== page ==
$$\widehat{f}({\theta}_{0}\mid {Y}_{\text{obs}})=(1/L){\mathrm{\sum}}_{\ell =1}^{L}f({\theta}_{0}\mid {Y}_{\text{obs}},{Z}^{(\ell )}),$$

(3.5)

where {*Z*^{()}} are iid samples from *f*(*Z*|*Y*_{obs}). Note that this estimate is simulation consistent, i.e., (*θ*_{0}|*Y*_{obs}) → *f*(*θ*_{0}|*Y*_{obs}) as *L* → ∞. Combining (3.4) with (3.5), we have an approximate formula to calculate *m*(*Y*_{obs}).

On the other hand, note that *Z* is a discrete random variable taking values on
${\{{z}_{k}\}}_{1}^{K}$, using the point-wise IBF (Tan *et al*., 2003): *f*(*θ*|*Y*_{obs}) = {∫ *f*(*Z*|*Y*_{obs}, *θ*)/*f*(*θ*|*Y*_{obs}, *Z*) *dZ*}^{−1}, we explicitly have

$$f({\theta}_{0}\mid {Y}_{\text{obs}})={\{{\mathrm{\sum}}_{{k}^{\prime}=1}^{K}{q}_{{k}^{\prime}}({\theta}_{0})\}}^{-1}={p}_{1}/{q}_{1}({\theta}_{0}),$$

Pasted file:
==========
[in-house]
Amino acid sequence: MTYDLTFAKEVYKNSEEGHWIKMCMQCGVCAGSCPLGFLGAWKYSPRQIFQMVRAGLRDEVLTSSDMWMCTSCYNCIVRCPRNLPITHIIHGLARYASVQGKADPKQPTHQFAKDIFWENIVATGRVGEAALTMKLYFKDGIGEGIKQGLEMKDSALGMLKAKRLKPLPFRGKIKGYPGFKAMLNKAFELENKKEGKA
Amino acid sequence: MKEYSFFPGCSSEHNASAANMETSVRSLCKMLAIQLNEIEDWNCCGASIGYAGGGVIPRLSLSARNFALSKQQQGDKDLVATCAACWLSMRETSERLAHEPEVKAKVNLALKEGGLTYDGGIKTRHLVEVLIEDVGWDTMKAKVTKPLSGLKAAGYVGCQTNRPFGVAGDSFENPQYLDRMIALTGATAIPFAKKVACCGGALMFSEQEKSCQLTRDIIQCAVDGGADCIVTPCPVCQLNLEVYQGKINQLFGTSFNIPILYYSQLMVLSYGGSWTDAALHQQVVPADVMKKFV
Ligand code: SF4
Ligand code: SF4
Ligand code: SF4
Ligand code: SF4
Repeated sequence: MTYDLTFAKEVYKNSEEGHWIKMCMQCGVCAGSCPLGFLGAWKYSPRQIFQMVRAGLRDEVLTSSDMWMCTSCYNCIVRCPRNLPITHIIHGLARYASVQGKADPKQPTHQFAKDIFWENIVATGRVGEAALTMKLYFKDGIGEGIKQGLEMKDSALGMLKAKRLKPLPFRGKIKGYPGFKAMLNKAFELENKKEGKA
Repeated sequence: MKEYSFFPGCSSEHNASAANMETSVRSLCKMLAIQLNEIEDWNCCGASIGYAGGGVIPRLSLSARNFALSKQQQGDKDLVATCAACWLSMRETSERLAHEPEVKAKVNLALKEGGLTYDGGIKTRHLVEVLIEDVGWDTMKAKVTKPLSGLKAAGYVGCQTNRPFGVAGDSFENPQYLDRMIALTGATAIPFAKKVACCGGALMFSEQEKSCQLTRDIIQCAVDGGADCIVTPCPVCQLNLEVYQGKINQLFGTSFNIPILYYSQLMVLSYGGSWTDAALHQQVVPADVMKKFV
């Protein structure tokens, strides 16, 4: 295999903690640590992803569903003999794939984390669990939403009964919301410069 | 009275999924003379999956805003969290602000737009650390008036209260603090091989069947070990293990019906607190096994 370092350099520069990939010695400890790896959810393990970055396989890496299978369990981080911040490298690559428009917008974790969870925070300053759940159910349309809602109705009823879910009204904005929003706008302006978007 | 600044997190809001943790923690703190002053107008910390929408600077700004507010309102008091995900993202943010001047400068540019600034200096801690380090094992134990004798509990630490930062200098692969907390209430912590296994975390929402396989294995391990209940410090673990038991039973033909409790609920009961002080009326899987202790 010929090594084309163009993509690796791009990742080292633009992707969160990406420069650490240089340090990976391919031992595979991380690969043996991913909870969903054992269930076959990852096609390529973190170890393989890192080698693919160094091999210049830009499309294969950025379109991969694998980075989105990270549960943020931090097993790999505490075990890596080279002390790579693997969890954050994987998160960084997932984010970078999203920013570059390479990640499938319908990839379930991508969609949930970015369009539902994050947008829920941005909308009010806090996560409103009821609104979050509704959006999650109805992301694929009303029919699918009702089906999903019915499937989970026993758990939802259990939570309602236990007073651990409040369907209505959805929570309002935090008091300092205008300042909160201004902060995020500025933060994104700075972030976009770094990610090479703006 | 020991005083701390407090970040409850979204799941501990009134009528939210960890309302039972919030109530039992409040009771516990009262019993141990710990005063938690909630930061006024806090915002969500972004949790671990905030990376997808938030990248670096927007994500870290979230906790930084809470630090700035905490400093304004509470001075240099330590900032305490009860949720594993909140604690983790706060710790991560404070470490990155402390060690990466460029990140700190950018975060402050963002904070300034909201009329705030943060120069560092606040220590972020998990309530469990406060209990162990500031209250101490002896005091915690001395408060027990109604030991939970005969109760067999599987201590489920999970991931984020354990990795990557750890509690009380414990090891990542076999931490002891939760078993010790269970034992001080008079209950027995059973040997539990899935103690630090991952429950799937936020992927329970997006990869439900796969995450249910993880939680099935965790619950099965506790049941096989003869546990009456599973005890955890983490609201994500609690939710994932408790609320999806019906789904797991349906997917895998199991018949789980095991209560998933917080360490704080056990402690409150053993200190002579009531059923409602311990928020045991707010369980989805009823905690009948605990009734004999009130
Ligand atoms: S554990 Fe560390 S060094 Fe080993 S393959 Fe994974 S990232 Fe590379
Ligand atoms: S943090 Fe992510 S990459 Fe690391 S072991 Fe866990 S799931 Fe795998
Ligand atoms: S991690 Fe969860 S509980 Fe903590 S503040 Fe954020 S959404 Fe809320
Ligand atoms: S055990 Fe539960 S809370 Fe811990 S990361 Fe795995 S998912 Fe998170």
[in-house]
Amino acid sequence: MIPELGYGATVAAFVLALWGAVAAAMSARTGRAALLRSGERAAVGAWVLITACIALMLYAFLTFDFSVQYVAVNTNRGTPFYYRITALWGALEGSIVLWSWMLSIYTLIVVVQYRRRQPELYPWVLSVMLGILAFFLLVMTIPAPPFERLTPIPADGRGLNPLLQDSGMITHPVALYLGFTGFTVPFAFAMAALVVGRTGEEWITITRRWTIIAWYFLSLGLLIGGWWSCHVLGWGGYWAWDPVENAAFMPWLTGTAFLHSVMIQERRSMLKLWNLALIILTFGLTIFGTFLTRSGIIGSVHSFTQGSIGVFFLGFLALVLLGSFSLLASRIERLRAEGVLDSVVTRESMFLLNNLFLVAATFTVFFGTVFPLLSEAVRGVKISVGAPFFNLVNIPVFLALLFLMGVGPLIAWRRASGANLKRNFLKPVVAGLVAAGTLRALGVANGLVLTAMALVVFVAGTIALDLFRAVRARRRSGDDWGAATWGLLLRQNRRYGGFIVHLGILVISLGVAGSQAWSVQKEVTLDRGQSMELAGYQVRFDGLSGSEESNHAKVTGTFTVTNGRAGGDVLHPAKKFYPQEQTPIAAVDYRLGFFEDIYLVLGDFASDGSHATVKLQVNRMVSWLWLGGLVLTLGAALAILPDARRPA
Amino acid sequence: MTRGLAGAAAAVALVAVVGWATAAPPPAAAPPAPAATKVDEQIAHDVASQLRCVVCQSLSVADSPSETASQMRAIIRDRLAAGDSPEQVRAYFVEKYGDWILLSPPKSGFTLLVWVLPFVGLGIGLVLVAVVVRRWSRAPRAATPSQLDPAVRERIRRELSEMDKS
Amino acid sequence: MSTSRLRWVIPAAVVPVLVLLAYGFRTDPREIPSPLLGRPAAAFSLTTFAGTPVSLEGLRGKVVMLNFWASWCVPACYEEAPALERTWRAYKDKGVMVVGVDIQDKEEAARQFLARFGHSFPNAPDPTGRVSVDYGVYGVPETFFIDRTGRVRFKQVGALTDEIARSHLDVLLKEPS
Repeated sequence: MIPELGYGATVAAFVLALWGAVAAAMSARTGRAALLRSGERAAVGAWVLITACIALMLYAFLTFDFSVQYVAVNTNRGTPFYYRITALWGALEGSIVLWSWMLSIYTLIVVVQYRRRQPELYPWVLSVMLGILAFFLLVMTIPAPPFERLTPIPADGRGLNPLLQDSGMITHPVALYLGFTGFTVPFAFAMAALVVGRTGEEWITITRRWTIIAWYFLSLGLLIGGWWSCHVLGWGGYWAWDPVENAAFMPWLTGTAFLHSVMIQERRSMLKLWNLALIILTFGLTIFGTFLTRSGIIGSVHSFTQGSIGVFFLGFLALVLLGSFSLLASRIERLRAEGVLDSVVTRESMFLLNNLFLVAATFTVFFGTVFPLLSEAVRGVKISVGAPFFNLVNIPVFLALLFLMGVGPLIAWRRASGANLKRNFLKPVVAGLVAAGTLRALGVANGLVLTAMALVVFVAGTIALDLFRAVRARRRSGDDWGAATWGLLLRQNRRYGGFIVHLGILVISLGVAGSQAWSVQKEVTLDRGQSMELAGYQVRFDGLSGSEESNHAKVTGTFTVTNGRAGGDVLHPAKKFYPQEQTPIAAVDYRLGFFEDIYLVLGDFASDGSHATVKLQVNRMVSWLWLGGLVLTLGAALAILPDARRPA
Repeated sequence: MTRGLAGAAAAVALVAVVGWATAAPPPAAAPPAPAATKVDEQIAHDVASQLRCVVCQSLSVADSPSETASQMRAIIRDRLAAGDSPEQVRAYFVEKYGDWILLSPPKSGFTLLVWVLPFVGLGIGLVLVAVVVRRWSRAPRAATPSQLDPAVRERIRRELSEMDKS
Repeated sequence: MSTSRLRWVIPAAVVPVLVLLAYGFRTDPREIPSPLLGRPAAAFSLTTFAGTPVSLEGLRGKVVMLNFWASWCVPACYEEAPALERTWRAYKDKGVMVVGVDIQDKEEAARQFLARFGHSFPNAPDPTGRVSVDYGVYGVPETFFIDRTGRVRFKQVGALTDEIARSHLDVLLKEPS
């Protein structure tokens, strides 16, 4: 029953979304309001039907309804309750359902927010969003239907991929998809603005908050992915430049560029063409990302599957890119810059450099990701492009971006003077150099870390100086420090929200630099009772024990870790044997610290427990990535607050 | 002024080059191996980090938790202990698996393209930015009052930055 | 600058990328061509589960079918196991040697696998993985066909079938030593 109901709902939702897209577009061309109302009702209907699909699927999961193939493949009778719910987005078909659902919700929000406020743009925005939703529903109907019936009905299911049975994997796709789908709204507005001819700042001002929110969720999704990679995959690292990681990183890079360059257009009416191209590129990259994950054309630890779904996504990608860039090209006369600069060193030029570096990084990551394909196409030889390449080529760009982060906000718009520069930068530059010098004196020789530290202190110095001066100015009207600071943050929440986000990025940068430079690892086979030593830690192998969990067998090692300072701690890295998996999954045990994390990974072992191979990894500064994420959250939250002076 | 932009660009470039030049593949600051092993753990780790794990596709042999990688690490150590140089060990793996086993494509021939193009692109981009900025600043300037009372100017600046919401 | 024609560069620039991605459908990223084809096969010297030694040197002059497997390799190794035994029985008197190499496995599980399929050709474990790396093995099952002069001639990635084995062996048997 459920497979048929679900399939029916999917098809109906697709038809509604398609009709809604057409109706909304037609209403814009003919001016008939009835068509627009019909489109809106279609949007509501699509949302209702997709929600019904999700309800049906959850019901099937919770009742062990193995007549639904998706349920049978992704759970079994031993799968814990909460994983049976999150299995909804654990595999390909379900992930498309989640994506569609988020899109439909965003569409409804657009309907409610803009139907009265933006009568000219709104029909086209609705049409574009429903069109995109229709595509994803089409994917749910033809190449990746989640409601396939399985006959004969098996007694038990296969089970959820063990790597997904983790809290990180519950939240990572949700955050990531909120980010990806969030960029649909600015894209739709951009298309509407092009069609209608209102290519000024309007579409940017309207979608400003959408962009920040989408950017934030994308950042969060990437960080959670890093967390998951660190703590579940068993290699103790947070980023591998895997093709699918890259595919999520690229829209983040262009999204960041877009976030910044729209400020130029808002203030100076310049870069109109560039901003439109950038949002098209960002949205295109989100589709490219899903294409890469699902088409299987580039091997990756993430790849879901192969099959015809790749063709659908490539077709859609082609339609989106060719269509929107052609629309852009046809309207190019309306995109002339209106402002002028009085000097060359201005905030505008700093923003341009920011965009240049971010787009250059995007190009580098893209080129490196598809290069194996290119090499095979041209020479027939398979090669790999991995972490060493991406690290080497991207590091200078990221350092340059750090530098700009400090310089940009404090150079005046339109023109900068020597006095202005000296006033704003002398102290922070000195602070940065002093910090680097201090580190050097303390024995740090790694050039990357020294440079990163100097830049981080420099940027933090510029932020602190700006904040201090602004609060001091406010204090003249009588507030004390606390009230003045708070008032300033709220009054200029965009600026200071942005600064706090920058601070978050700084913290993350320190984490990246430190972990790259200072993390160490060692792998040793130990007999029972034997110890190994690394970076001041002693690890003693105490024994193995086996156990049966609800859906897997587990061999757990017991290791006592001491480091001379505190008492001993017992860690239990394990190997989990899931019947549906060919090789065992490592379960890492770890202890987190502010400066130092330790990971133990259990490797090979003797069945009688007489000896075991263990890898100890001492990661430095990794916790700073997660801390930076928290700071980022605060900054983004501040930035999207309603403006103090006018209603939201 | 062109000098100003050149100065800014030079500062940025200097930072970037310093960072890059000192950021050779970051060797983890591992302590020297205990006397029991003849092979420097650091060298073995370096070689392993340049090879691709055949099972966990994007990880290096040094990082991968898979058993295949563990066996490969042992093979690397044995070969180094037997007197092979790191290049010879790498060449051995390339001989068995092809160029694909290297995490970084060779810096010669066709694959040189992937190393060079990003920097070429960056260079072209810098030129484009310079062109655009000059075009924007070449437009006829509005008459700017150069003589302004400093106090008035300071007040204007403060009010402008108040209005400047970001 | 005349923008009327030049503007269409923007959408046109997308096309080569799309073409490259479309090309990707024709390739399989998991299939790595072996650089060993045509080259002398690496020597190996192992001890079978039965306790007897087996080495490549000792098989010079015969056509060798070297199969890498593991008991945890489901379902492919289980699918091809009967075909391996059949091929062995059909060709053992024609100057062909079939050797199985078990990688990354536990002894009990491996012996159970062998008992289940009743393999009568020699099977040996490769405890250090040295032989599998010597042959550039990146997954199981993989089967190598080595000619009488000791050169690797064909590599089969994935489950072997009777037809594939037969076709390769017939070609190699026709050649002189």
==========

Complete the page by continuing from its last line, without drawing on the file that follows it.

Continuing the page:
(3.6)

where *p _{k}* and

Let *M _{s}* represent a model with

$${\theta}_{1}\sim \text{Ga}({a}_{1},{b}_{1})\phantom{\rule{0.38889em}{0ex}}\phantom{\rule{0.38889em}{0ex}}\phantom{\rule{0.38889em}{0ex}}\text{and}\phantom{\rule{0.38889em}{0ex}}\phantom{\rule{0.38889em}{0ex}}\phantom{\rule{0.38889em}{0ex}}{\theta}_{2}\sim \text{Ga}({a}_{2},{b}_{2}),$$

(4.1)

where Ga(*a*, *b*) is a gamma distribution with density Ga(*x*|*a*, *b*) = *b ^{a}x^{a}*

$$f(r,{\theta}_{1},{\theta}_{2}\mid {Y}_{\text{obs}})\propto {\theta}_{1}^{{a}_{1}+{S}_{r}-1}{e}^{-({b}_{1}+r){\theta}_{1}}\xb7{\theta}_{2}^{{a}_{2}+{S}_{n}-{S}_{r}-1}{e}^{-({b}_{2}+n-r){\theta}_{2}},$$

where ${S}_{r}\equiv {\mathrm{\sum}}_{i=1}^{r}{y}_{i}$. Direct calculation yields

$$f({\theta}_{1},{\theta}_{2}\mid {Y}_{\text{obs}},r)=\text{Ga}({\theta}_{1}\mid {a}_{1}+{S}_{r},\phantom{\rule{0.38889em}{0ex}}{b}_{1}+r)\xb7\text{Ga}({\theta}_{2}\mid {a}_{2}+{S}_{n}-{S}_{r},\phantom{\rule{0.38889em}{0ex}}{b}_{2}+n-r),$$

(4.2)

$$f(r\mid {Y}_{\text{obs}},{\theta}_{1},{\theta}_{2})=\frac{{({\theta}_{1}/{\theta}_{2})}^{{S}_{r}}exp\{({\theta}_{2}-{\theta}_{1})r\}}{{\mathrm{\sum}}_{i=1}^{n}{({\theta}_{1}/{\theta}_{2})}^{{S}_{i}}exp\{({\theta}_{2}-{\theta}_{1})i\}},\phantom{\rule{0.38889em}{0ex}}\phantom{\rule{0.38889em}{0ex}}\phantom{\rule{0.38889em}{0ex}}r=1,\dots ,n.$$

(4.3)